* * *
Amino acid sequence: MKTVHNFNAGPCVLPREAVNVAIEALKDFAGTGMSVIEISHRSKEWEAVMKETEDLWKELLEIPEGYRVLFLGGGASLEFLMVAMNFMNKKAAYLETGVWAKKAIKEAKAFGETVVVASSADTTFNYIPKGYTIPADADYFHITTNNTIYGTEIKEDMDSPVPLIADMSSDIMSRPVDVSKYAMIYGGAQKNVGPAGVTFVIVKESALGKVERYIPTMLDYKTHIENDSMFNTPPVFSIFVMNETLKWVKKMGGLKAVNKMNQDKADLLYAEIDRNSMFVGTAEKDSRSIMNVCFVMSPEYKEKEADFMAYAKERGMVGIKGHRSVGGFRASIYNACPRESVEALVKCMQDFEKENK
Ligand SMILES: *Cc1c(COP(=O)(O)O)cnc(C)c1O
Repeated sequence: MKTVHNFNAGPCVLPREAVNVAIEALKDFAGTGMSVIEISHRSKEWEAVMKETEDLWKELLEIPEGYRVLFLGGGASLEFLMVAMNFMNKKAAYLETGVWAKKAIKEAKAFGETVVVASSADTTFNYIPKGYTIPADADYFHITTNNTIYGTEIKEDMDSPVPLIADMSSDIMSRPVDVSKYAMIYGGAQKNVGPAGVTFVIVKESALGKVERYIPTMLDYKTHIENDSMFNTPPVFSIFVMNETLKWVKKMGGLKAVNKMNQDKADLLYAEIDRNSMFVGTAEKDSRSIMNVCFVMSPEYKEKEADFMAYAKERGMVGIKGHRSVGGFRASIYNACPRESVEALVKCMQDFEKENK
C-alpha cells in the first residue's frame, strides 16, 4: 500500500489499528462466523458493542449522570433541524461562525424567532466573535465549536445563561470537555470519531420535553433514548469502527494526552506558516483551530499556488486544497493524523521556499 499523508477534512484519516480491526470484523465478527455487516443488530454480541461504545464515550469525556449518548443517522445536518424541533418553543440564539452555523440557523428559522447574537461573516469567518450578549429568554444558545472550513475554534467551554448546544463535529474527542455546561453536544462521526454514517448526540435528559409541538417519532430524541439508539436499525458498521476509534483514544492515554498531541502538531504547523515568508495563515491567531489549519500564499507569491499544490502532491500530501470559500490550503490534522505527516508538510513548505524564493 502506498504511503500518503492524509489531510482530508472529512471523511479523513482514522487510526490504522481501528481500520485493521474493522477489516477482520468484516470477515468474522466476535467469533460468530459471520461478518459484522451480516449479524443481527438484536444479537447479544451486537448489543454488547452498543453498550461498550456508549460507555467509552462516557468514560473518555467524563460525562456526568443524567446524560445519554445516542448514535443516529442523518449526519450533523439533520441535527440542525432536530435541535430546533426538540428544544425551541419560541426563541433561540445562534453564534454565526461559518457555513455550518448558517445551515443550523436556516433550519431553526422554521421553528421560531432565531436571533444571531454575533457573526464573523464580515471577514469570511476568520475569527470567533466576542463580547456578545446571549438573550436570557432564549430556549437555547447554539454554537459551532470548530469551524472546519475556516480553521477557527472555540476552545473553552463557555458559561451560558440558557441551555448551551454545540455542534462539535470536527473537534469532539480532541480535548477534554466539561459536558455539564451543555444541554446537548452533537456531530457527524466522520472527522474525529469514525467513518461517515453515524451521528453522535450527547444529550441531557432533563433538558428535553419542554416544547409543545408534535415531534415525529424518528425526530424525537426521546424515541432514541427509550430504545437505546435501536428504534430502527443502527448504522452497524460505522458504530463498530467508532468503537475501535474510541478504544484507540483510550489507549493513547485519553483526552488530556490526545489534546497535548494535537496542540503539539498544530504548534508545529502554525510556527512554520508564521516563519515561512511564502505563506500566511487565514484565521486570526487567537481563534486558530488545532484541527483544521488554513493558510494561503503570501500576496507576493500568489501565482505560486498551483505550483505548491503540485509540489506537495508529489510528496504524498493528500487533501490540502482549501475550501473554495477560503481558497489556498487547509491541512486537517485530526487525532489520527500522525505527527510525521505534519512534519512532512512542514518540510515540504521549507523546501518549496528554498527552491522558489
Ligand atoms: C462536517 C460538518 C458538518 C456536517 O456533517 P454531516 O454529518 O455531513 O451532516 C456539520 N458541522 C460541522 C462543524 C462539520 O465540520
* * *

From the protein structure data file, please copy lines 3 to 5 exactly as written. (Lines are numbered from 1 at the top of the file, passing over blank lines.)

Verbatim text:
Repeated sequence: MKTVHNFNAGPCVLPREAVNVAIEALKDFAGTGMSVIEISHRSKEWEAVMKETEDLWKELLEIPEGYRVLFLGGGASLEFLMVAMNFMNKKAAYLETGVWAKKAIKEAKAFGETVVVASSADTTFNYIPKGYTIPADADYFHITTNNTIYGTEIKEDMDSPVPLIADMSSDIMSRPVDVSKYAMIYGGAQKNVGPAGVTFVIVKESALGKVERYIPTMLDYKTHIENDSMFNTPPVFSIFVMNETLKWVKKMGGLKAVNKMNQDKADLLYAEIDRNSMFVGTAEKDSRSIMNVCFVMSPEYKEKEADFMAYAKERGMVGIKGHRSVGGFRASIYNACPRESVEALVKCMQDFEKENK
C-alpha cells in the first residue's frame, strides 16, 4: 500500500489499528462466523458493542449522570433541524461562525424567532466573535465549536445563561470537555470519531420535553433514548469502527494526552506558516483551530499556488486544497493524523521556499 499523508477534512484519516480491526470484523465478527455487516443488530454480541461504545464515550469525556449518548443517522445536518424541533418553543440564539452555523440557523428559522447574537461573516469567518450578549429568554444558545472550513475554534467551554448546544463535529474527542455546561453536544462521526454514517448526540435528559409541538417519532430524541439508539436499525458498521476509534483514544492515554498531541502538531504547523515568508495563515491567531489549519500564499507569491499544490502532491500530501470559500490550503490534522505527516508538510513548505524564493 502506498504511503500518503492524509489531510482530508472529512471523511479523513482514522487510526490504522481501528481500520485493521474493522477489516477482520468484516470477515468474522466476535467469533460468530459471520461478518459484522451480516449479524443481527438484536444479537447479544451486537448489543454488547452498543453498550461498550456508549460507555467509552462516557468514560473518555467524563460525562456526568443524567446524560445519554445516542448514535443516529442523518449526519450533523439533520441535527440542525432536530435541535430546533426538540428544544425551541419560541426563541433561540445562534453564534454565526461559518457555513455550518448558517445551515443550523436556516433550519431553526422554521421553528421560531432565531436571533444571531454575533457573526464573523464580515471577514469570511476568520475569527470567533466576542463580547456578545446571549438573550436570557432564549430556549437555547447554539454554537459551532470548530469551524472546519475556516480553521477557527472555540476552545473553552463557555458559561451560558440558557441551555448551551454545540455542534462539535470536527473537534469532539480532541480535548477534554466539561459536558455539564451543555444541554446537548452533537456531530457527524466522520472527522474525529469514525467513518461517515453515524451521528453522535450527547444529550441531557432533563433538558428535553419542554416544547409543545408534535415531534415525529424518528425526530424525537426521546424515541432514541427509550430504545437505546435501536428504534430502527443502527448504522452497524460505522458504530463498530467508532468503537475501535474510541478504544484507540483510550489507549493513547485519553483526552488530556490526545489534546497535548494535537496542540503539539498544530504548534508545529502554525510556527512554520508564521516563519515561512511564502505563506500566511487565514484565521486570526487567537481563534486558530488545532484541527483544521488554513493558510494561503503570501500576496507576493500568489501565482505560486498551483505550483505548491503540485509540489506537495508529489510528496504524498493528500487533501490540502482549501475550501473554495477560503481558497489556498487547509491541512486537517485530526487525532489520527500522525505527527510525521505534519512534519512532512512542514518540510515540504521549507523546501518549496528554498527552491522558489
Ligand atoms: C462536517 C460538518 C458538518 C456536517 O456533517 P454531516 O454529518 O455531513 O451532516 C456539520 N458541522 C460541522 C462543524 C462539520 O465540520